Frequently Asked Questions

Olive Oil FAQ

Q. How can I be sure that I am buying authentic olive oil?

A. The North American Olive Oil Association runs the largest off-the-shelf monitoring program in the United States and Canada. We purchase olive oil in supermarkets and test them against the standards set by the International Olive Council. We have monitored thousands of samples over several decades and found that more than 98% of olive oil available in North American supermarkets today is authentic. For additional assurance, you can look for olive oils that participate in our Quality Seal Program.

Q. What does "extra virgin" mean?

Extra virgin olive oil is produced through natural crushing of olives without heat or chemicals to maintain the natural antioxidants, polyphenols and flavors. The oil must also meet both chemical and sensory (taste and smell) standards in order to be classified as extra virgin. Watch this video to learn more about types of olive oil or learn more about olive oil standards.

Q. What is pure or classic olive oil?

Olive oil is sometimes labeled as pure or classic olive oil. It is a blend of refined olive oil and extra virgin/virgin olive oil. It has many of the same health benefits of extra virgin olive oil but has a milder flavor.

Q. Does light olive oil have less calories?

All olive oils have the same calories per serving. Light or Extra Lite indicates a lighter color, aroma or flavor. Read more.

Q. Can I cook with it?

Contrary to popular belief, olive oil, including extra virgin olive oil (EVOO) is ideal for all types of cooking. Studies have shown that olive oil has a smoke point that is high enough for baking, sauteing, grilling and frying.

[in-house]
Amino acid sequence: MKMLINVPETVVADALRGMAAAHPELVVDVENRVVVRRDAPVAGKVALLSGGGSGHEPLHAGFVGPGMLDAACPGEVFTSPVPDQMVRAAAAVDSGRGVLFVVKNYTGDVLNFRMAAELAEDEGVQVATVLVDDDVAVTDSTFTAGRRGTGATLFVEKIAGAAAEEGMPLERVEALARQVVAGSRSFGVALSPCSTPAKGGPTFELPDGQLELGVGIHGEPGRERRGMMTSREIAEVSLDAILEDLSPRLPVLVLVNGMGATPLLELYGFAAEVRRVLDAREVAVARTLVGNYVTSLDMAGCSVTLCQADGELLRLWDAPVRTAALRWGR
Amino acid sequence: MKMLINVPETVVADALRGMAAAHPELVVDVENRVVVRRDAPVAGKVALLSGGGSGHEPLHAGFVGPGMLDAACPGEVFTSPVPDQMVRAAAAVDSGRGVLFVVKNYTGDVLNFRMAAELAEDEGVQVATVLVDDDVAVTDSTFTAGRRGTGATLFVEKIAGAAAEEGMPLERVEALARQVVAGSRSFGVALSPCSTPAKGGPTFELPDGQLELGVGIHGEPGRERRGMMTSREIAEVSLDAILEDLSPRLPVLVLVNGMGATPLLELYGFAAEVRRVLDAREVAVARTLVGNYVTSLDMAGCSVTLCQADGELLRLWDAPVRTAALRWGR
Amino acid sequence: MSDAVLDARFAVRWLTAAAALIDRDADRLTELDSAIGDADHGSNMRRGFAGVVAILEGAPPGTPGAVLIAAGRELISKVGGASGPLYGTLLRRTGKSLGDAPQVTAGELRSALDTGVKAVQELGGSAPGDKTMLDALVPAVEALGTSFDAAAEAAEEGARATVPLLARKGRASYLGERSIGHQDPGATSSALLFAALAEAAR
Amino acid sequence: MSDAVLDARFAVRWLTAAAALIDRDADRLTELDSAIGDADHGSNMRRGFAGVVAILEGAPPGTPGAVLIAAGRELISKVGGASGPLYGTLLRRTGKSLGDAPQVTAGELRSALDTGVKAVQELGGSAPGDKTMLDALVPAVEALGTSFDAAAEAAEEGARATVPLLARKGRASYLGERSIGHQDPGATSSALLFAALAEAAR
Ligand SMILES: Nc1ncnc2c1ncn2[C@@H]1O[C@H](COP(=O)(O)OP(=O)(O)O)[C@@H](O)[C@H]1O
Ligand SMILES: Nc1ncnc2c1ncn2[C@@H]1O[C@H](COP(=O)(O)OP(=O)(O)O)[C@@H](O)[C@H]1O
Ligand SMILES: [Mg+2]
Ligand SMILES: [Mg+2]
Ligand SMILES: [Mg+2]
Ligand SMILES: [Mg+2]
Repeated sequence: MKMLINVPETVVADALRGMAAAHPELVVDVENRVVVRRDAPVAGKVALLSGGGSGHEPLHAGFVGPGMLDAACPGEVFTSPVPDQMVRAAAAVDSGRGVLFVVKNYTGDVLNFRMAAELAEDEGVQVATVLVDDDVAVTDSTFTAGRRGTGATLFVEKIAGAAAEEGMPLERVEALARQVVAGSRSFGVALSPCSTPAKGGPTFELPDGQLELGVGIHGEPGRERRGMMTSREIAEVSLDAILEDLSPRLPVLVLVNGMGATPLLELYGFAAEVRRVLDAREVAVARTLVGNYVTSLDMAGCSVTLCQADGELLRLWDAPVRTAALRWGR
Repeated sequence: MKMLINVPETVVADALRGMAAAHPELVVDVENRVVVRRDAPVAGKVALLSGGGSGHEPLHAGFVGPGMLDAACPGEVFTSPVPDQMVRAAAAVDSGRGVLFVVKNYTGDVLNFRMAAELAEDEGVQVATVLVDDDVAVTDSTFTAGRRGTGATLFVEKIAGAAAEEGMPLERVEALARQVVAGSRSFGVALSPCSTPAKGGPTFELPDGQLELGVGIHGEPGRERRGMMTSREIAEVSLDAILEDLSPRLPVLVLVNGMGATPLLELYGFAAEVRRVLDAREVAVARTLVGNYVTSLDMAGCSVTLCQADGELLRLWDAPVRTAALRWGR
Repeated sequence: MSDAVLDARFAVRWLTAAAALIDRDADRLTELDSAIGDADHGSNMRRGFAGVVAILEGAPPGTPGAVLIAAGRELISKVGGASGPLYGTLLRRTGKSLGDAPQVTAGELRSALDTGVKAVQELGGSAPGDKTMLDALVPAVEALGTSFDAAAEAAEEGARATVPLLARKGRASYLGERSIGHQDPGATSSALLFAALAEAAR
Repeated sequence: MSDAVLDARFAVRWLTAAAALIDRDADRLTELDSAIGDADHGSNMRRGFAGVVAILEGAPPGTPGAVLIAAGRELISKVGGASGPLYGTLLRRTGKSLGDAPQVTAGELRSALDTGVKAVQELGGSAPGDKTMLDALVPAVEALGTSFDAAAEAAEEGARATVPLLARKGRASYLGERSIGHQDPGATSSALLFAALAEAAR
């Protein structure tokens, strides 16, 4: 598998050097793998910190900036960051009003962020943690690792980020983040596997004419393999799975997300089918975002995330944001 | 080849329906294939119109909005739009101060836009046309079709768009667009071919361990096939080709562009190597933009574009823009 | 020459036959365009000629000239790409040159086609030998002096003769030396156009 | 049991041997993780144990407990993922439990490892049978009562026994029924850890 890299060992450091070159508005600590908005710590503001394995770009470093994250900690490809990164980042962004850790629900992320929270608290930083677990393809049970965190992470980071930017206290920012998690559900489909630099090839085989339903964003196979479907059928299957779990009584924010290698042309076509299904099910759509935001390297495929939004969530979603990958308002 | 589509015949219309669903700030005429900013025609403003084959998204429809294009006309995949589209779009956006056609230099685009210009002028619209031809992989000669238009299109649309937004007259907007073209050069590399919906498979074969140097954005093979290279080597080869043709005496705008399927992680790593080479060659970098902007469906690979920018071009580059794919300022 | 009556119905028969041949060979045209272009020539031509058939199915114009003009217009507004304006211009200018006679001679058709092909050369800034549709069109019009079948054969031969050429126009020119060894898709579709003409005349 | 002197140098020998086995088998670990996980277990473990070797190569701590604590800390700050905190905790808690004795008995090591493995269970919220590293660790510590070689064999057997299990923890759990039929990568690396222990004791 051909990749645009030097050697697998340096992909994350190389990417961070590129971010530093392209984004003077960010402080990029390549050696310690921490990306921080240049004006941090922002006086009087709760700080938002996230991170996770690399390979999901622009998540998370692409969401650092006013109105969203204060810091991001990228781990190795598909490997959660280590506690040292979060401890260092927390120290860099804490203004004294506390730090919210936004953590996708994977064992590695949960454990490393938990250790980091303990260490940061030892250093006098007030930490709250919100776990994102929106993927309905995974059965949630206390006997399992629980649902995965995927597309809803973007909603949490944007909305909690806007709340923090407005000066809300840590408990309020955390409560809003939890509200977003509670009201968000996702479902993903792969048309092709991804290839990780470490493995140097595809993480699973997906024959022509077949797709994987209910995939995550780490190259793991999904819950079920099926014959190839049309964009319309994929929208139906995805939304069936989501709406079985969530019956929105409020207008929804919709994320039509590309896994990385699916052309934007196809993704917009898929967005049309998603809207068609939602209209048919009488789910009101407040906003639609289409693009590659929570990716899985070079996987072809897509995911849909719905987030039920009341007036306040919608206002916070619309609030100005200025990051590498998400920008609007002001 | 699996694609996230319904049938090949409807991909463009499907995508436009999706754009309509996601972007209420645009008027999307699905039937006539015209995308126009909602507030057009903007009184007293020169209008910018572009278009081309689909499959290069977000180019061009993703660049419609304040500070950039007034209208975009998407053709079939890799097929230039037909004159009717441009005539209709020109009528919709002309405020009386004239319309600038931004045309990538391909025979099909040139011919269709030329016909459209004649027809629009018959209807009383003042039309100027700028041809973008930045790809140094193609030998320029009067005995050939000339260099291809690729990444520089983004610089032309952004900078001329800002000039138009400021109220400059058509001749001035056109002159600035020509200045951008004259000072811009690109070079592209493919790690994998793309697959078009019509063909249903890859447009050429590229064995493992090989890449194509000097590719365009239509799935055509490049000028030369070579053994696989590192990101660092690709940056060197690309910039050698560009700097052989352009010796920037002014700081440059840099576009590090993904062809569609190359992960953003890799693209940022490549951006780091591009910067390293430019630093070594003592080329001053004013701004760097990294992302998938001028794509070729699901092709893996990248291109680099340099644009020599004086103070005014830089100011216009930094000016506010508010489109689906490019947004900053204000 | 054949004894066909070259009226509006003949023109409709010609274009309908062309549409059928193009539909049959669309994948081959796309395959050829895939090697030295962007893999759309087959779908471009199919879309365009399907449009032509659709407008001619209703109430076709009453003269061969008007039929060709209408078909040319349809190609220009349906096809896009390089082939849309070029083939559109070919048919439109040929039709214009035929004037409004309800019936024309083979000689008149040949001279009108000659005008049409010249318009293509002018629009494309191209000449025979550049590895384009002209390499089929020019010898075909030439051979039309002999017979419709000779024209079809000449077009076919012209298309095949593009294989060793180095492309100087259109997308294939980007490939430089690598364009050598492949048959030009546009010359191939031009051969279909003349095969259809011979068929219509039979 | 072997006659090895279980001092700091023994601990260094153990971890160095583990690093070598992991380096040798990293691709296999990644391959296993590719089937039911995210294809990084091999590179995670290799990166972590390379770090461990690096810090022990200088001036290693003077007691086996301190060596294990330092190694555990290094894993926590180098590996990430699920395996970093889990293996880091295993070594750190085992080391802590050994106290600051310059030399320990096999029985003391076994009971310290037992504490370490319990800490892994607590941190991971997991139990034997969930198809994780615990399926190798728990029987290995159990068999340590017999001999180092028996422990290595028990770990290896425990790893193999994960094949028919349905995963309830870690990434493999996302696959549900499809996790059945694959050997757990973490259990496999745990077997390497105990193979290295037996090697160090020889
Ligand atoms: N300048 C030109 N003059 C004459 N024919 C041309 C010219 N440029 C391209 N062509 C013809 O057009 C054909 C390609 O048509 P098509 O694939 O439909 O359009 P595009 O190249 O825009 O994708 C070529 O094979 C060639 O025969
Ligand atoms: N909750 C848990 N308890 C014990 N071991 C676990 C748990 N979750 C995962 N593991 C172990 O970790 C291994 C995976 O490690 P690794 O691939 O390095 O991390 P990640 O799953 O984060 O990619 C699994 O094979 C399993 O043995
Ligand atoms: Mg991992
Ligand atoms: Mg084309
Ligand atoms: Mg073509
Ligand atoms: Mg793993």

Q. What is the difference between filtered and unfiltered extra virgin olive oil?

The olive oil extraction process will result in pulp and olive particles being present in the oil. Most olive oil is filtered to remove the sediment to prevent the oil from being cloudy and to extend shelf life.  Some people prefer the taste of unfiltered olive oil. It is a matter of personal preference.  

Q. What does cold-pressed mean?

Extra Virgin Olive Oils may have marketing terms such as “first press,” “cold pressed” or “cold extracted” on the labels, referring to the fact that extra virgin olive oil is produced by crushing the olives without adding any heat or using any chemicals. All extra virgin olive oil is produced this way even if the label doesn’t call it out. Learn more about olive oil terminology.

Q. How long is olive oil good for?

Unlike wine, olive oil does not get better with age. Check the best-by date when purchasing olive oil and make sure to use the oil within a few months once the bottle is opened. 

Q. How is olive oil made?

Olive oil is basically the freshly pressed juice of an olive tree.  Learn more about olive oil extraction, or watch a video about olive oil production.

Q. Can I reuse olive oil?

Yes, research as shown the it is safe to reuse olive oil. Read more tips here.

Q. How should I store olive oil?

Avoid heat, air and light to prolong the shelf life and maintain quality of olive oil. Store olive oil in a dark, cool place and use the oil within a few months once opened. Read more.

Q. What are the health benefits of olive oil?

Olive oil is recognized as part of a healthy diet by leading health and nutrition experts, the American Heart Association, and the Food and Drug Administration. Numerous studies have shown olive oil to have a positive impact on cardiovascular health, diabetes and metabolic conditions,  reduction in cancer rates, and other common illnesses. Read more about olive oil science.

Q. Is green olive oil better?

Color is not an indicator of olive oil quality or flavor. Quality olive oils range in color from pale yellow to dark green depending on variables like the olive variety, where it's grown, climate and harvest timing. 

Q. How can I test for authentic olive oil at home?

There are no reliable home tests to detect if an olive oil has been mixed with lower quality oils. Only a laboratory can detect adulteration. Putting an olive oil in the refrigerator is not a reliable test of olive oil authenticity.